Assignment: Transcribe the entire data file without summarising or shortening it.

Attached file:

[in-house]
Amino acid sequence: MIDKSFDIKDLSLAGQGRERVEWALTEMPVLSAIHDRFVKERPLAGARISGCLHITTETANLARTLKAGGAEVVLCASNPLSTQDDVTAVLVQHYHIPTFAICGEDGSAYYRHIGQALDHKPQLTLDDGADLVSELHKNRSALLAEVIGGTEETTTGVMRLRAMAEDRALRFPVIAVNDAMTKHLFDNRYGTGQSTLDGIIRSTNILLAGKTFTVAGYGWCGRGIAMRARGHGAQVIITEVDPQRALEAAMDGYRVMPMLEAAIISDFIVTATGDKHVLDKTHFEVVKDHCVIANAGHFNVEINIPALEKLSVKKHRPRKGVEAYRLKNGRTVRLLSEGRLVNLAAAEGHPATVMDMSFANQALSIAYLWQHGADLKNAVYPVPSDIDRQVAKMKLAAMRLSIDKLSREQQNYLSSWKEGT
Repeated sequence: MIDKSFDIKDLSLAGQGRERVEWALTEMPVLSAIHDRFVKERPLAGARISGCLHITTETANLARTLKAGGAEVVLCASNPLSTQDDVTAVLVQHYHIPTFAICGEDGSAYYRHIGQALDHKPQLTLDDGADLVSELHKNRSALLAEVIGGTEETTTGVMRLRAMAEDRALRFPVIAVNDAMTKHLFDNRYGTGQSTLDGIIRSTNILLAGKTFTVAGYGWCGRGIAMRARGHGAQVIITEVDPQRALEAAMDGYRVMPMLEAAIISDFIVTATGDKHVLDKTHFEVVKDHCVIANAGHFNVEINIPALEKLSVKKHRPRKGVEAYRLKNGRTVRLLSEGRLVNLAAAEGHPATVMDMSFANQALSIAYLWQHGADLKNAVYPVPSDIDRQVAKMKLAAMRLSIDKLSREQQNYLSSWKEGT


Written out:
[in-house]
Amino acid sequence: MIDKSFDIKDLSLAGQGRERVEWALTEMPVLSAIHDRFVKERPLAGARISGCLHITTETANLARTLKAGGAEVVLCASNPLSTQDDVTAVLVQHYHIPTFAICGEDGSAYYRHIGQALDHKPQLTLDDGADLVSELHKNRSALLAEVIGGTEETTTGVMRLRAMAEDRALRFPVIAVNDAMTKHLFDNRYGTGQSTLDGIIRSTNILLAGKTFTVAGYGWCGRGIAMRARGHGAQVIITEVDPQRALEAAMDGYRVMPMLEAAIISDFIVTATGDKHVLDKTHFEVVKDHCVIANAGHFNVEINIPALEKLSVKKHRPRKGVEAYRLKNGRTVRLLSEGRLVNLAAAEGHPATVMDMSFANQALSIAYLWQHGADLKNAVYPVPSDIDRQVAKMKLAAMRLSIDKLSREQQNYLSSWKEGT
Repeated sequence: MIDKSFDIKDLSLAGQGRERVEWALTEMPVLSAIHDRFVKERPLAGARISGCLHITTETANLARTLKAGGAEVVLCASNPLSTQDDVTAVLVQHYHIPTFAICGEDGSAYYRHIGQALDHKPQLTLDDGADLVSELHKNRSALLAEVIGGTEETTTGVMRLRAMAEDRALRFPVIAVNDAMTKHLFDNRYGTGQSTLDGIIRSTNILLAGKTFTVAGYGWCGRGIAMRARGHGAQVIITEVDPQRALEAAMDGYRVMPMLEAAIISDFIVTATGDKHVLDKTHFEVVKDHCVIANAGHFNVEINIPALEKLSVKKHRPRKGVEAYRLKNGRTVRLLSEGRLVNLAAAEGHPATVMDMSFANQALSIAYLWQHGADLKNAVYPVPSDIDRQVAKMKLAAMRLSIDKLSREQQNYLSSWKEGT